The US will impose "major" additional sanctions on Iran in a bid to prevent the country obtaining nuclear weapons, President Donald Trump says.
He said economic pressure would be maintained unless the leadership in Tehran changed course.
"We're putting additional sanctions on," he told reporters. "In [some] cases we are moving rapidly."
It comes after Iran announced it would exceed internationally agreed limits on its nuclear programme.
The limit on its stockpile of enriched uranium was set under a 2015 nuclear deal with world powers. In return, relevant sanctions were lifted, allowing Iran to resume oil exports - the government's main source of revenue.
But the US pulled out of the deal last year and reinstated sanctions. This triggered an economic meltdown in Iran, pushing the value of its currency to record lows and driving away foreign investors.
Iran has responded by scaling back its commitments under the nuclear deal.
"If Iran wants to become a prosperous nation... it's OK with me," Mr Trump said. "But they're never going to do it if they think in five or six years they're going to have nuclear weapons."
"Let's make Iran great again," he added, echoing his campaign slogan from the 2016 presidential election.
President Trump may have had second thoughts about carrying out a military strike against Iran, but he is set to toughen economic sanctions - the very policy that has helped bring the two countries to the brink of war.
Iran's economy is suffering badly and it is threatening to breach some of the terms of the nuclear agreement it reached with the major powers.
Mr Trump is also calling for negotiations with Iran. Earlier this month, Secretary of State Mike Pompeo offered talks with no conditions, save that Iran start behaving like "a normal nation".
But Tehran dismissed this as "wordplay". Mr Trump's new sanctions will do nothing to reduce these tensions.
A diplomatic "off-ramp" in this crisis seems as elusive as ever.
How have US sanctions hit Iran?
The reinstatement of US sanctions last year - particularly those imposed on the energy, shipping and financial sectors - caused foreign investment to dry up and hit oil exports.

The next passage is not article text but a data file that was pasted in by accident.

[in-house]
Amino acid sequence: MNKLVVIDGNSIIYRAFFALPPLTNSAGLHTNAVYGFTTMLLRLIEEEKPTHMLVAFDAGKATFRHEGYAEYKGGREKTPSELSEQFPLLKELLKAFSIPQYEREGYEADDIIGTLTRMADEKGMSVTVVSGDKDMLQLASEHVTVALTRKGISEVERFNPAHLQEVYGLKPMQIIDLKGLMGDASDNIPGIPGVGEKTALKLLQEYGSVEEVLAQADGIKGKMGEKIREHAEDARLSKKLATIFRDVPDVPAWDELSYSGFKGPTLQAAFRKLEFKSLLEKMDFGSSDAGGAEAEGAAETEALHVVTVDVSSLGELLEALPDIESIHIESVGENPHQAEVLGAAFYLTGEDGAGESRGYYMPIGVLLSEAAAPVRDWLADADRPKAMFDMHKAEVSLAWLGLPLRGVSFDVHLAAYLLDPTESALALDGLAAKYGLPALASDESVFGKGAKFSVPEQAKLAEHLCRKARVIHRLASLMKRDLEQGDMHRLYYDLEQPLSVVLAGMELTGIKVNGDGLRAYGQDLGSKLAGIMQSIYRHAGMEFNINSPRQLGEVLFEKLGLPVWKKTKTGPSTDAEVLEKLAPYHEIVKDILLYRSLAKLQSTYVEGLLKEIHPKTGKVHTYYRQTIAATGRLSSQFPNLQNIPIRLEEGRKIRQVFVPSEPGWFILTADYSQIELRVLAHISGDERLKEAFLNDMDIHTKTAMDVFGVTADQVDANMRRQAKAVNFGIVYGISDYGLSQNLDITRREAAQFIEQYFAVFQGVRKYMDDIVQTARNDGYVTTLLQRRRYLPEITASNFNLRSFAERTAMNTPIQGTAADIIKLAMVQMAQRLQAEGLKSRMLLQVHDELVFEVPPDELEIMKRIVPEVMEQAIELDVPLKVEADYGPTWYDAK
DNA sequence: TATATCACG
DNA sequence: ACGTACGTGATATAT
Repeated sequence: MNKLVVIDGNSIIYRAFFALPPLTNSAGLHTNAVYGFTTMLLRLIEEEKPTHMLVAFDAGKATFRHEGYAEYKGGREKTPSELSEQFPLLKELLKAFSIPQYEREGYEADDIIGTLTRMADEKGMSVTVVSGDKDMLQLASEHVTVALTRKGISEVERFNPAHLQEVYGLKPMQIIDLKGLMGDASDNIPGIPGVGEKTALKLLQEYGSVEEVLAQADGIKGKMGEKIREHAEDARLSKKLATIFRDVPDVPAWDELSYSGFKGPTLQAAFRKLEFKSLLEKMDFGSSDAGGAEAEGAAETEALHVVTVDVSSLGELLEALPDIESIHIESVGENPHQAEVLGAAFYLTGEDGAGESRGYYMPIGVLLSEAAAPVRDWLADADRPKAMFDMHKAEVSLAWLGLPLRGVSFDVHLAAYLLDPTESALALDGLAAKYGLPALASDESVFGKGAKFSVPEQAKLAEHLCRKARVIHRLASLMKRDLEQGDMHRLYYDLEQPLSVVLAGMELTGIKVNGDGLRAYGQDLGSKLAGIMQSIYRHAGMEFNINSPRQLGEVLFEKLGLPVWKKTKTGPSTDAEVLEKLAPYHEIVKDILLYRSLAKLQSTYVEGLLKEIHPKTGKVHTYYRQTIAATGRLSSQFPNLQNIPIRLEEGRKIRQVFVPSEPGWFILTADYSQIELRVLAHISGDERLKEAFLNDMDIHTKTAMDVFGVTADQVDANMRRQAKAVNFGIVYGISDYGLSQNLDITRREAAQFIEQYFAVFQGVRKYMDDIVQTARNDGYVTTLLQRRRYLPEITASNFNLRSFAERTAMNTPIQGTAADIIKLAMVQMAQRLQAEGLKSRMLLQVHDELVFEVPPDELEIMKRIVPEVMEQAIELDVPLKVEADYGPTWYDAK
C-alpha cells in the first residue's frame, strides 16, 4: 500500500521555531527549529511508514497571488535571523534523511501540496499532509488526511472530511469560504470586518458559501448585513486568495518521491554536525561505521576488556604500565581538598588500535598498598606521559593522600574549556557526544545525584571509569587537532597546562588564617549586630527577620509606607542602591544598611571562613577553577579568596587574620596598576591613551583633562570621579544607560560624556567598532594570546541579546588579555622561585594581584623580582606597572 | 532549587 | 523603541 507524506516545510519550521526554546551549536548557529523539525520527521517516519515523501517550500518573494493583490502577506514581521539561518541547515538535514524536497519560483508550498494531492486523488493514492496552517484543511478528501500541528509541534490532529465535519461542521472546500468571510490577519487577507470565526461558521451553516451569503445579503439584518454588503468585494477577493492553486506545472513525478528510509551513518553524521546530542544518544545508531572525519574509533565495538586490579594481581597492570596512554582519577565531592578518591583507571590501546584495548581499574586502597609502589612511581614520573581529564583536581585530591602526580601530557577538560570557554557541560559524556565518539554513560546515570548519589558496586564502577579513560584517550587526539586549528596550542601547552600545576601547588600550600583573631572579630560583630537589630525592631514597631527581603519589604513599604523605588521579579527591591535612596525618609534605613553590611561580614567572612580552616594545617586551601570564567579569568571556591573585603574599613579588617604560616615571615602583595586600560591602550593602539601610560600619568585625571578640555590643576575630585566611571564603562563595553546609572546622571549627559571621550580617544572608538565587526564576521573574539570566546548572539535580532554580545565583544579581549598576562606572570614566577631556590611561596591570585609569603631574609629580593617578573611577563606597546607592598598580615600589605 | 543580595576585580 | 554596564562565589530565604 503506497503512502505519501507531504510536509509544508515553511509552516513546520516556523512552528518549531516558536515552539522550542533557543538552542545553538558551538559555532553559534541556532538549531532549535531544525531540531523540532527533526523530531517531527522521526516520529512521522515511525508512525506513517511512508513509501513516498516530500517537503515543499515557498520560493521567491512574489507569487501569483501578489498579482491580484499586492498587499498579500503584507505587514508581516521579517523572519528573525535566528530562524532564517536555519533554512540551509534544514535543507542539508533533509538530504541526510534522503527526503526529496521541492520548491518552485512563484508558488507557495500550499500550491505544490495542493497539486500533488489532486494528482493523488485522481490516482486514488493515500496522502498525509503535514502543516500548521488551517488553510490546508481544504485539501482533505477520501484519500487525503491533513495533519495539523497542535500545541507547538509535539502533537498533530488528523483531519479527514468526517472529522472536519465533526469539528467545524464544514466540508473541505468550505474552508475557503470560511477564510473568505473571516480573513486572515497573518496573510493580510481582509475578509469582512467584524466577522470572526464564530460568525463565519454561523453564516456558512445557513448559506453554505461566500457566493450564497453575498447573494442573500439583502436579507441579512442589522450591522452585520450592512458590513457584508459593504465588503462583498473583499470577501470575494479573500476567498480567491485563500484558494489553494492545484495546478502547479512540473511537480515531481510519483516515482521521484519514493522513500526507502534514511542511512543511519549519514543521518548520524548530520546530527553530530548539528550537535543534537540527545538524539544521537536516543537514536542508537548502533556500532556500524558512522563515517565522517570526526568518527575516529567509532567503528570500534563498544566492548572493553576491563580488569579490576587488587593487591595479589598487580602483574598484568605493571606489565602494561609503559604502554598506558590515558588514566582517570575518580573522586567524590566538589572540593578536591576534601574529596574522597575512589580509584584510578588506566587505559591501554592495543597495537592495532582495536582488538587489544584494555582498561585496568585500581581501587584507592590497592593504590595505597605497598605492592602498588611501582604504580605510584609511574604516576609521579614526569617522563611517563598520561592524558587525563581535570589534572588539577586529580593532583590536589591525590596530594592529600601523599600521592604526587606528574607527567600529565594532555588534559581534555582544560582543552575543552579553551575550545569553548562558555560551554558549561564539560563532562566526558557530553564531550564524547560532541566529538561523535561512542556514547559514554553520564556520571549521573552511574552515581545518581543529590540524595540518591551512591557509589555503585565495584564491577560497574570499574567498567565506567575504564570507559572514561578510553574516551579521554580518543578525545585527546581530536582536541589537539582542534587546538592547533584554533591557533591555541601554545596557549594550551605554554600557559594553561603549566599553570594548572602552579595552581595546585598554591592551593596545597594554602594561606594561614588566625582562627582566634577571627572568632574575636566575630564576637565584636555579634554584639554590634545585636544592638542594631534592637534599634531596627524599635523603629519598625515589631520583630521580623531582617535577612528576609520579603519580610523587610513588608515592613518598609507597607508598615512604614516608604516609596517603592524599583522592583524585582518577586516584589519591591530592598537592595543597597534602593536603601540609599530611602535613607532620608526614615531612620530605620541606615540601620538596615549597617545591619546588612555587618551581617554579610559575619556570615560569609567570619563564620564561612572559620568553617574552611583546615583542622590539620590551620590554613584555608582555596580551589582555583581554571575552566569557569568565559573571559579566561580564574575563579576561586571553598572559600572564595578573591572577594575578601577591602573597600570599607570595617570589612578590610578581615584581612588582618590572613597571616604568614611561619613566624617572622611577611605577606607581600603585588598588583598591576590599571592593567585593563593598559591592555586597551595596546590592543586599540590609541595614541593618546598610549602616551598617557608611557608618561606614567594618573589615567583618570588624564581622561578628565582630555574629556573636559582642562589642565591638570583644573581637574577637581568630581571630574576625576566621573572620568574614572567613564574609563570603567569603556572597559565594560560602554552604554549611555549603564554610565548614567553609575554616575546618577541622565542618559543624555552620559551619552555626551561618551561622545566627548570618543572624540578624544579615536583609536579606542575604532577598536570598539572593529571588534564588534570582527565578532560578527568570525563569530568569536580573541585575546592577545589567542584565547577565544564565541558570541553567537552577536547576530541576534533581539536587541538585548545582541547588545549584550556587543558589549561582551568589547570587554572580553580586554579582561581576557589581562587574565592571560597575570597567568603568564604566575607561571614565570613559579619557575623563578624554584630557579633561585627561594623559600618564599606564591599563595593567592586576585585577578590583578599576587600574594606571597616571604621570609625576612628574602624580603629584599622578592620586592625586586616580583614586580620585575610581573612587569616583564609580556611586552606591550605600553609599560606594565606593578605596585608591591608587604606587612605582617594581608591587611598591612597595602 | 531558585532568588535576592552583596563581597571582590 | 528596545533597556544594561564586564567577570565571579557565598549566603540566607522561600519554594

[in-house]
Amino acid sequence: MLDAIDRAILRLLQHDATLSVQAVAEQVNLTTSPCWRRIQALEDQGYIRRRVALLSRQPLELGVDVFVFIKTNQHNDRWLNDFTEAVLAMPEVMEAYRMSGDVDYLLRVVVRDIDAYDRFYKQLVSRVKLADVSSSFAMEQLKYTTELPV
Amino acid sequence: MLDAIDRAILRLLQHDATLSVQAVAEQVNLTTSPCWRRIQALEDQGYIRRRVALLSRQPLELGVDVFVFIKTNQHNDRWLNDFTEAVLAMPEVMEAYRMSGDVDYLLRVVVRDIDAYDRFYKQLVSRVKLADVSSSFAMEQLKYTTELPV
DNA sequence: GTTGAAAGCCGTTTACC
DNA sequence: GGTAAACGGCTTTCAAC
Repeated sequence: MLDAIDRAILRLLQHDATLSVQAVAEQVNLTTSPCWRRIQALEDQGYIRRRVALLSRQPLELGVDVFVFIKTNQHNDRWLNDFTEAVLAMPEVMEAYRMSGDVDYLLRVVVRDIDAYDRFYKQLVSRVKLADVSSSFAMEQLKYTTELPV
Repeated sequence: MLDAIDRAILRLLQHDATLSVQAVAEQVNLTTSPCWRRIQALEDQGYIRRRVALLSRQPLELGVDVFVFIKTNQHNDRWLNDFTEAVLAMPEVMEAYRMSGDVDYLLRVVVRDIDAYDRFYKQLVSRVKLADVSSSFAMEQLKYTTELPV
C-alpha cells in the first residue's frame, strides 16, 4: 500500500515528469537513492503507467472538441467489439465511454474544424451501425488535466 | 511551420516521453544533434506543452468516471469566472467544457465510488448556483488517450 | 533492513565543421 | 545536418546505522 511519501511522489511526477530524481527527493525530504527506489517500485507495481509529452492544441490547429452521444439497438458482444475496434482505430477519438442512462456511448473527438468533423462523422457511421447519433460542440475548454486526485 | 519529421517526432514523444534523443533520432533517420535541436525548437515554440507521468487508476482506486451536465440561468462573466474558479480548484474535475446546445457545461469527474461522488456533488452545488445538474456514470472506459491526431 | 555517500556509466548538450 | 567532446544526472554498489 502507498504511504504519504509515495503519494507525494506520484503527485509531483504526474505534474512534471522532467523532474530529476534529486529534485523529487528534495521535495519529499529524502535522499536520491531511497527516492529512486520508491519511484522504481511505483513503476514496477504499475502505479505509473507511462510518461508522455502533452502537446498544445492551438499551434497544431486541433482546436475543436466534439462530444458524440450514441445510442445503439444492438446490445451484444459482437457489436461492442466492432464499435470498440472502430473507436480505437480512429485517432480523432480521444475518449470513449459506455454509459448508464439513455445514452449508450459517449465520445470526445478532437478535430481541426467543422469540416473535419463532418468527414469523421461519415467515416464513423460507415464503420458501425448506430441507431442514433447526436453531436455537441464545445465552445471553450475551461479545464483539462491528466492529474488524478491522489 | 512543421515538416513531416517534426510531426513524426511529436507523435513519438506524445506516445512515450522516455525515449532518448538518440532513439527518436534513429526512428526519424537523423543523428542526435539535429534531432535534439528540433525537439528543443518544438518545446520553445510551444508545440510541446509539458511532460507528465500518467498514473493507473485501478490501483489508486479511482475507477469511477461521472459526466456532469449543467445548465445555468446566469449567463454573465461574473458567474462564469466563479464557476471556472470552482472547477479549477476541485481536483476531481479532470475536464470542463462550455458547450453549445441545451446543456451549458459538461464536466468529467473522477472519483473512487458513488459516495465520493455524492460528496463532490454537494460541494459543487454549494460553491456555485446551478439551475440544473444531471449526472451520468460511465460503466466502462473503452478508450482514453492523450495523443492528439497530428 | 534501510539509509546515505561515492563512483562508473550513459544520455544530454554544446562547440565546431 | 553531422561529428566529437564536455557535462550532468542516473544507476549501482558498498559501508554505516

The sanctions bar US companies from trading with Iran, but also with foreign firms or countries that are dealing with Iran.
This has led to shortages of imported goods and products that are made with raw materials from abroad, most notably babies' nappies.
The plunging value of the rial has also affected the cost of locally produced staples such as meat and eggs, which have soared in price.
Iran has responded to the economic pressure by violating some of the nuclear deal's commitments. It has also accused European countries of failing to live up to their promises of protecting Iran's economy from US sanctions.
What is the bigger picture?
President Trump's announcement that additional sanctions will be imposed on Iran comes at a time of escalating tensions between the two countries.
On Thursday, an unmanned US drone was shot down by Iranian forces in the Gulf.
Iran's Islamic Revolutionary Guard Corps (IRGC) said the drone's downing was a "clear message" to the US that Iran's borders were "our red line".
But US military officials maintain the drone was in international airspace over the Strait of Hormuz at the time.
Amir Ali Hajizadeh, a high-ranking officer in the IRGC, said another military aircraft, carrying 35 passengers, had been flying close to the drone. "We could have shot down that one too, but we did not," he said.
The shooting down of the drone followed accusations by the US that Iran had attacked two oil tankers with mines just outside the Strait of Hormuz.
Mr Trump has said he does not want war with Iran, but warned it it would face "obliteration" if conflict broke out.